As we continue to reimagine the current RFK Stadium-Armory Campus, you might be wondering what the area was like historically – a hundred years ago or more.
Let’s take a look back to 1860, which is when the foundation for later development quite literally started. That’s when mudflats, barren areas without vegetation, began developing along both banks of the Anacostia River to create the landforms we know – and walk on – today.
By 1876, a pair of large mudflats appeared just south of where Benning Bridge is now. Within five years, streams had etched their way across the flats, providing an environment where a variety of plants – including American lotus, lily pads, and wild rice – could take root.
In 1898, the Army Corps of Engineers launched a program to dredge the Anacostia River to remove debris and sediment such as rocks and minerals from the bottom. These materials were used to build up the flats and turn them into dry land. The District hoped factories or warehouses would be constructed on this land – but around the turn of the 20th century, a commission organized by the U.S. Senate decided the commercial land wasn’t needed and instead suggested turning the former flatland into parks. Today the area is known as Anacostia Park.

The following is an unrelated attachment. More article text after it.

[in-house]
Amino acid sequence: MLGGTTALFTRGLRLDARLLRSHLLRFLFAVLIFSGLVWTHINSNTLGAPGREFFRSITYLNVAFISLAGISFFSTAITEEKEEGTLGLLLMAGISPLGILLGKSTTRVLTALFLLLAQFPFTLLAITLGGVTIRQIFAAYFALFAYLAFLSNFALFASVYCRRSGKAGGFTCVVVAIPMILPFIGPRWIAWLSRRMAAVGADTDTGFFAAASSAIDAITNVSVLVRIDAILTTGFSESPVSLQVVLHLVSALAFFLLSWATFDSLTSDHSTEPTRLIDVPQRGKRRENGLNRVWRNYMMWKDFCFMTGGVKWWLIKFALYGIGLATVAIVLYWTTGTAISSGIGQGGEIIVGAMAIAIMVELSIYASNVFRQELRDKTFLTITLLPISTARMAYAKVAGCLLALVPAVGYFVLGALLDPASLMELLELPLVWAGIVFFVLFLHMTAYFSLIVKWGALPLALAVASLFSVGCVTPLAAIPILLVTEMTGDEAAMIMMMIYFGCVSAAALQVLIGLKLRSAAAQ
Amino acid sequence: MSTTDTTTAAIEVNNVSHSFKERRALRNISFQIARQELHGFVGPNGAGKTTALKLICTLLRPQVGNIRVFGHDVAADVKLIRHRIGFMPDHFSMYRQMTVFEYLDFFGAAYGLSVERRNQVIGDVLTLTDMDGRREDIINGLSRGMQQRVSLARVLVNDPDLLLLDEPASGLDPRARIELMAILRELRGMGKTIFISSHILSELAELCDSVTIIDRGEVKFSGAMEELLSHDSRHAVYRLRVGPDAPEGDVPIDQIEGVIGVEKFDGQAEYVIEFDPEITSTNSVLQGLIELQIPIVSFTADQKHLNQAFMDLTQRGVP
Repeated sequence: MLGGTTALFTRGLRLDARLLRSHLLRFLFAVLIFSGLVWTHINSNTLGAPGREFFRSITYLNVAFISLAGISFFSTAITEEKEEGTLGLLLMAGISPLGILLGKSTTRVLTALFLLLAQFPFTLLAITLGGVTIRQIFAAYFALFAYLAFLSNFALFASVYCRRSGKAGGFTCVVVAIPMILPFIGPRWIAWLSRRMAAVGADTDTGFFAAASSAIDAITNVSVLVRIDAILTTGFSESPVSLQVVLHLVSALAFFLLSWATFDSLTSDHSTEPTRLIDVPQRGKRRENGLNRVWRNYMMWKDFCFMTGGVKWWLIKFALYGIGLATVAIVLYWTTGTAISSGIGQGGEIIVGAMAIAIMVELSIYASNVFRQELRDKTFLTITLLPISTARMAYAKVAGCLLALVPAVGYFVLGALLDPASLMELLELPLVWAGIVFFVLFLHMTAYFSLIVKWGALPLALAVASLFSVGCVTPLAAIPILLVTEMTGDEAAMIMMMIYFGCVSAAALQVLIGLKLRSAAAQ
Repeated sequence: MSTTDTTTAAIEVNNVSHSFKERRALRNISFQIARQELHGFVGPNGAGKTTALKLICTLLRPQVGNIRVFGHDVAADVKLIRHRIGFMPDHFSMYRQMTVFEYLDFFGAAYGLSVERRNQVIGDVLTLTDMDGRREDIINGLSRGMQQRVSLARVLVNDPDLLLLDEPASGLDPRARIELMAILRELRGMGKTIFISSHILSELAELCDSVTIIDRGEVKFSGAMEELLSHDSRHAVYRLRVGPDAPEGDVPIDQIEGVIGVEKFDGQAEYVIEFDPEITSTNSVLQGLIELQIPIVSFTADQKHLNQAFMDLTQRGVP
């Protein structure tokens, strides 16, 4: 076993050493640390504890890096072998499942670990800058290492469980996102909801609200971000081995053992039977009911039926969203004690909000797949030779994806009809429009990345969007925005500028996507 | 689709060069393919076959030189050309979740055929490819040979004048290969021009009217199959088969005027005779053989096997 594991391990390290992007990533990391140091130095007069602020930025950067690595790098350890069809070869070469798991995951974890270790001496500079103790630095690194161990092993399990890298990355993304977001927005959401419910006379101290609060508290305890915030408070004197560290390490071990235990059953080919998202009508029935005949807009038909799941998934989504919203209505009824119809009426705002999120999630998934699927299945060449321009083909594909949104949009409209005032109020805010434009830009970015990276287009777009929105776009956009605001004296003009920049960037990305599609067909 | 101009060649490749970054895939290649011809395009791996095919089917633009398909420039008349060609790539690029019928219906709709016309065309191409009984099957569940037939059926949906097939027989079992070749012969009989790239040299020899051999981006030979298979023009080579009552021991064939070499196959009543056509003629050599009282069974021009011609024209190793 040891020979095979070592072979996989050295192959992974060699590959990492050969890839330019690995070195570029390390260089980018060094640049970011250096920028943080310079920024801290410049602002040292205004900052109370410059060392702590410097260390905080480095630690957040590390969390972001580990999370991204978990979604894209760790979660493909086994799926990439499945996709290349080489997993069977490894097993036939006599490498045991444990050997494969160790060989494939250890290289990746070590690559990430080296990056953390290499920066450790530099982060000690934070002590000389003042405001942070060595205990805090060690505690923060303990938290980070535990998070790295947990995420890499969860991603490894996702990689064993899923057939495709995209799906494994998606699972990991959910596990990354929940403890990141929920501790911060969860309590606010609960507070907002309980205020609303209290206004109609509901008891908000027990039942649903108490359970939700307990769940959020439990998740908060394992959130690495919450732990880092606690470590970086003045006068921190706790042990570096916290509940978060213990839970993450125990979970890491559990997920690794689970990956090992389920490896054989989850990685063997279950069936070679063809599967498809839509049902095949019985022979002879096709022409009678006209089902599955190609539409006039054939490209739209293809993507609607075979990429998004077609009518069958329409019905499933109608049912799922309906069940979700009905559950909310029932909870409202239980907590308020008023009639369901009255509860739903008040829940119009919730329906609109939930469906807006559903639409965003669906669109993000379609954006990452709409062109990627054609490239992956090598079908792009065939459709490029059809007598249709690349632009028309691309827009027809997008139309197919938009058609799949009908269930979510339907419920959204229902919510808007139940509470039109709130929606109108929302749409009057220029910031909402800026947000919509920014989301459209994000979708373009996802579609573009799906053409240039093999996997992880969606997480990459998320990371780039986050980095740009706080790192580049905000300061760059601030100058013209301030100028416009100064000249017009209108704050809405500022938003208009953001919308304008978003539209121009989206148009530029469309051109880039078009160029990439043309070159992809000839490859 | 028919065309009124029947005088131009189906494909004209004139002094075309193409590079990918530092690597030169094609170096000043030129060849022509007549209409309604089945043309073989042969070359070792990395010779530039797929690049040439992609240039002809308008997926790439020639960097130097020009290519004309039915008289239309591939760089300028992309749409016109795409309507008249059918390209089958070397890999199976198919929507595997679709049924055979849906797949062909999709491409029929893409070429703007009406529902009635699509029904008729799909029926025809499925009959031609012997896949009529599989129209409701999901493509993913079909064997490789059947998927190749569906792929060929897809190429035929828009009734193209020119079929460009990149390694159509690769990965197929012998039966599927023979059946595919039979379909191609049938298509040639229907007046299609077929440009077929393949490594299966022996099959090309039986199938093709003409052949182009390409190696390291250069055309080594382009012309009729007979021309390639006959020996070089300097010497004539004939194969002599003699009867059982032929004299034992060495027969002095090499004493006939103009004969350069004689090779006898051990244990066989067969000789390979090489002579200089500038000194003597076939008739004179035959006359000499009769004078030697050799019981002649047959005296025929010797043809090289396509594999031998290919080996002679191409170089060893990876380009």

It’s interesting to note that before the Army Corps of Engineers intervened, the area that later became the Kingman Park neighborhood was right on the shores of the Anacostia River. If you had lived there then, you probably would have had a waterfront view.